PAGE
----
Why Americans Should Care

Why should the average American care about chip production? The answer lies in the ripple effects that resonate beyond the fields of computer science and engineering:

  • Job Creation: Expanding semiconductor production will fuel job creation at every stage, including manufacturing, logistics, and supply chain management. The industry currently accounts for roughly 250,000 U.S. jobs directly; the CHIPS Act will increase this by about 32% (Awadelkarim, 2022). In a recent address at the Center for Strategic and International Studies, Secretary Raimondo stated that more than 50 community colleges across 19 states have already announced new or expanded programming to support semiconductor industry opportunities. At a time when the U.S. labor force participation rate is still well below what it was before the Covid-19 pandemic, this may help alleviate some of the economic struggles Americans face.
  • Innovation and Economic Growth: Advancements in semiconductor production will enable more breakthroughs in the industries that use them most heavily, from consumer electronics to medical devices to renewable energy systems. This will allow new products and markets to improve quality of life and create opportunities for entrepreneurship and more new jobs. The growth will lead to a multiplier effect, generating demand for goods and services across sectors such as retail, construction, hospitality, and healthcare, benefiting workers and businesses throughout the economy nationally.
  • Environmental Sustainability: Semiconductors play a crucial role in enabling green technologies and sustainable solutions. Innovations in semiconductor technology pave the way for energy-efficient devices, smart infrastructure, and renewable energy systems, contributing to environmental conservation and the fight against climate change.

It is essential to recognize that the United States is not out of the woods as funds for the CHIPS Act begin to find their semiconductor company targets. For one, the industry faces the looming challenge of a potential labor shortage. The Semiconductor Industry Association projects that while the semiconductor industry’s workforce will grow by nearly 115,000 jobs by 2030, only 48,000 will be filled based on current college degree completion rates. To ensure the success of the CHIPS Act and sustain America's semiconductor revolution, it will be necessary for the U.S. government to step up efforts to entice civilians into the semiconductor industry.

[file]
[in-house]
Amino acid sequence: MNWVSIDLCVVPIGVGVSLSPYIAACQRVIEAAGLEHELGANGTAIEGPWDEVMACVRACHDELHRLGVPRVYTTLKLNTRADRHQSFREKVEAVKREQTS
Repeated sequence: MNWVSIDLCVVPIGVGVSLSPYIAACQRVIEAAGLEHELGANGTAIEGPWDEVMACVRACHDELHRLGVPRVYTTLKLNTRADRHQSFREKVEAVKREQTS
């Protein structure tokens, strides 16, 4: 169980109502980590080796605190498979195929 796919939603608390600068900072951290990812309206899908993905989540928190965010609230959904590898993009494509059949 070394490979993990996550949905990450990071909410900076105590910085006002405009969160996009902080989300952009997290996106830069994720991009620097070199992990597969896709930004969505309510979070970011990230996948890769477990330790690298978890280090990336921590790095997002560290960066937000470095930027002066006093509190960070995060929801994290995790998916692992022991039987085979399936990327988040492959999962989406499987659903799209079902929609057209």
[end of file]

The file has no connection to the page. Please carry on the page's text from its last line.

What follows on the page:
Nevertheless, the CHIPS Act could bring a new era of American innovation, reinforced economic strength, and technological leadership. The semiconductor revolution, while isolated to one industry on the surface, will touch the lives of every American over the next decade if successful.

Works Cited:

Awadelkarim, Osama, “Q&A: The CHIPS Act and strengthening the US workforce”, Penn State Materials Research Institute. August 12, 2022.

Miller, C. (2022) Chip War: The Fight for the World’s Most Critical Technology. New York: Simon & Schuster.

National Institute of Standards and Technology, “A Strategy for the CHIPS for American Fund”, U.S. Department of Commerce. September 6, 2022.

Raimondo, Gina, “An Update on CHIPS Act Implementation,” U.S. Department of Commerce, February 26, 2024,

Semiconductor Industry Association, “Chipping Away: Assessing and Addressing the Labor Market Gap Facing the U.S. Semiconductor Industry.” July, 2023.

More posts by Eugenia Zinovieva.
The Revolution Rumbling Under America’s Feet: the CHIPS Act in Our Daily Lives